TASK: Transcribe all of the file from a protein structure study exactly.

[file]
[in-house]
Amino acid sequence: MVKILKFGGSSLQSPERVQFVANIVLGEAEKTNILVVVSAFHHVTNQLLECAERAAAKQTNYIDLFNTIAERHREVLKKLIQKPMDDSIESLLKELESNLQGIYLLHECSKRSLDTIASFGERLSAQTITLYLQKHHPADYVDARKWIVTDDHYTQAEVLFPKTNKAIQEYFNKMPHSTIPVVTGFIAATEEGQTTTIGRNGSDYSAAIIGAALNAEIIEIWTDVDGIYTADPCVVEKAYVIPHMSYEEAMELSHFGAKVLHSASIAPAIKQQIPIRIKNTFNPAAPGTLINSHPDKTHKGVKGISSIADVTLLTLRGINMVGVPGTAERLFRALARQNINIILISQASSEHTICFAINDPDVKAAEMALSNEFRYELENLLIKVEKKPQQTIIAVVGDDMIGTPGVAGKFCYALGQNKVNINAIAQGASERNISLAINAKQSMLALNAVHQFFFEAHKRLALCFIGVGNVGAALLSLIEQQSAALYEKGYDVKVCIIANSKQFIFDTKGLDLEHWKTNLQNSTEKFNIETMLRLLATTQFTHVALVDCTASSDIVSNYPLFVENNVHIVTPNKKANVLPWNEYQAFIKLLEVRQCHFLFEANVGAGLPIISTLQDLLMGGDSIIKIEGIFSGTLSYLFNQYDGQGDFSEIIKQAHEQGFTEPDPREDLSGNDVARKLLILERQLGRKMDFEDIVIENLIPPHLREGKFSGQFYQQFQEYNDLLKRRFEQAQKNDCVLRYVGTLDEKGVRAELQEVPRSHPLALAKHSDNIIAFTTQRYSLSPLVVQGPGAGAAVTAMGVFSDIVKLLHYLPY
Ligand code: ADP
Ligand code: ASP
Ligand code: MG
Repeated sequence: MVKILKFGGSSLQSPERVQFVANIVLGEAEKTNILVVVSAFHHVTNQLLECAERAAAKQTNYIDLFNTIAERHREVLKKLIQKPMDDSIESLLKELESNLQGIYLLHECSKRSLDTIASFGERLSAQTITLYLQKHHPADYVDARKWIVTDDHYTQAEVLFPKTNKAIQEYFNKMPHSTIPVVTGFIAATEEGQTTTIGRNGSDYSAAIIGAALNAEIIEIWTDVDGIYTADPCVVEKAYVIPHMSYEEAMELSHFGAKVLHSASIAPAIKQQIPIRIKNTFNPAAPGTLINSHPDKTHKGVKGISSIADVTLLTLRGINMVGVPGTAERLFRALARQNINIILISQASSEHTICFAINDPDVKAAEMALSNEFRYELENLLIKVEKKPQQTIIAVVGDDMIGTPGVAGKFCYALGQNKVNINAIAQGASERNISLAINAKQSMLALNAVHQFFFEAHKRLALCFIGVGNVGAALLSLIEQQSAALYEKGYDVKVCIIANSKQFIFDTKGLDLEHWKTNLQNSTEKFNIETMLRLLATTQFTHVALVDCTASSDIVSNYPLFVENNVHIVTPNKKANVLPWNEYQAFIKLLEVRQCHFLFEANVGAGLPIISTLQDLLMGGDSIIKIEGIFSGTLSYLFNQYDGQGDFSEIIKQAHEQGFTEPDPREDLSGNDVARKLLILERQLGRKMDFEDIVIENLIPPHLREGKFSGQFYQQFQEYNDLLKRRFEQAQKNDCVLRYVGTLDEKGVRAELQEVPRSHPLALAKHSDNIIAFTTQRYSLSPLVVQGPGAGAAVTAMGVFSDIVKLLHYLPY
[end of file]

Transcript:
[in-house]
Amino acid sequence: MVKILKFGGSSLQSPERVQFVANIVLGEAEKTNILVVVSAFHHVTNQLLECAERAAAKQTNYIDLFNTIAERHREVLKKLIQKPMDDSIESLLKELESNLQGIYLLHECSKRSLDTIASFGERLSAQTITLYLQKHHPADYVDARKWIVTDDHYTQAEVLFPKTNKAIQEYFNKMPHSTIPVVTGFIAATEEGQTTTIGRNGSDYSAAIIGAALNAEIIEIWTDVDGIYTADPCVVEKAYVIPHMSYEEAMELSHFGAKVLHSASIAPAIKQQIPIRIKNTFNPAAPGTLINSHPDKTHKGVKGISSIADVTLLTLRGINMVGVPGTAERLFRALARQNINIILISQASSEHTICFAINDPDVKAAEMALSNEFRYELENLLIKVEKKPQQTIIAVVGDDMIGTPGVAGKFCYALGQNKVNINAIAQGASERNISLAINAKQSMLALNAVHQFFFEAHKRLALCFIGVGNVGAALLSLIEQQSAALYEKGYDVKVCIIANSKQFIFDTKGLDLEHWKTNLQNSTEKFNIETMLRLLATTQFTHVALVDCTASSDIVSNYPLFVENNVHIVTPNKKANVLPWNEYQAFIKLLEVRQCHFLFEANVGAGLPIISTLQDLLMGGDSIIKIEGIFSGTLSYLFNQYDGQGDFSEIIKQAHEQGFTEPDPREDLSGNDVARKLLILERQLGRKMDFEDIVIENLIPPHLREGKFSGQFYQQFQEYNDLLKRRFEQAQKNDCVLRYVGTLDEKGVRAELQEVPRSHPLALAKHSDNIIAFTTQRYSLSPLVVQGPGAGAAVTAMGVFSDIVKLLHYLPY
Ligand code: ADP
Ligand code: ASP
Ligand code: MG
Repeated sequence: MVKILKFGGSSLQSPERVQFVANIVLGEAEKTNILVVVSAFHHVTNQLLECAERAAAKQTNYIDLFNTIAERHREVLKKLIQKPMDDSIESLLKELESNLQGIYLLHECSKRSLDTIASFGERLSAQTITLYLQKHHPADYVDARKWIVTDDHYTQAEVLFPKTNKAIQEYFNKMPHSTIPVVTGFIAATEEGQTTTIGRNGSDYSAAIIGAALNAEIIEIWTDVDGIYTADPCVVEKAYVIPHMSYEEAMELSHFGAKVLHSASIAPAIKQQIPIRIKNTFNPAAPGTLINSHPDKTHKGVKGISSIADVTLLTLRGINMVGVPGTAERLFRALARQNINIILISQASSEHTICFAINDPDVKAAEMALSNEFRYELENLLIKVEKKPQQTIIAVVGDDMIGTPGVAGKFCYALGQNKVNINAIAQGASERNISLAINAKQSMLALNAVHQFFFEAHKRLALCFIGVGNVGAALLSLIEQQSAALYEKGYDVKVCIIANSKQFIFDTKGLDLEHWKTNLQNSTEKFNIETMLRLLATTQFTHVALVDCTASSDIVSNYPLFVENNVHIVTPNKKANVLPWNEYQAFIKLLEVRQCHFLFEANVGAGLPIISTLQDLLMGGDSIIKIEGIFSGTLSYLFNQYDGQGDFSEIIKQAHEQGFTEPDPREDLSGNDVARKLLILERQLGRKMDFEDIVIENLIPPHLREGKFSGQFYQQFQEYNDLLKRRFEQAQKNDCVLRYVGTLDEKGVRAELQEVPRSHPLALAKHSDNIIAFTTQRYSLSPLVVQGPGAGAAVTAMGVFSDIVKLLHYLPY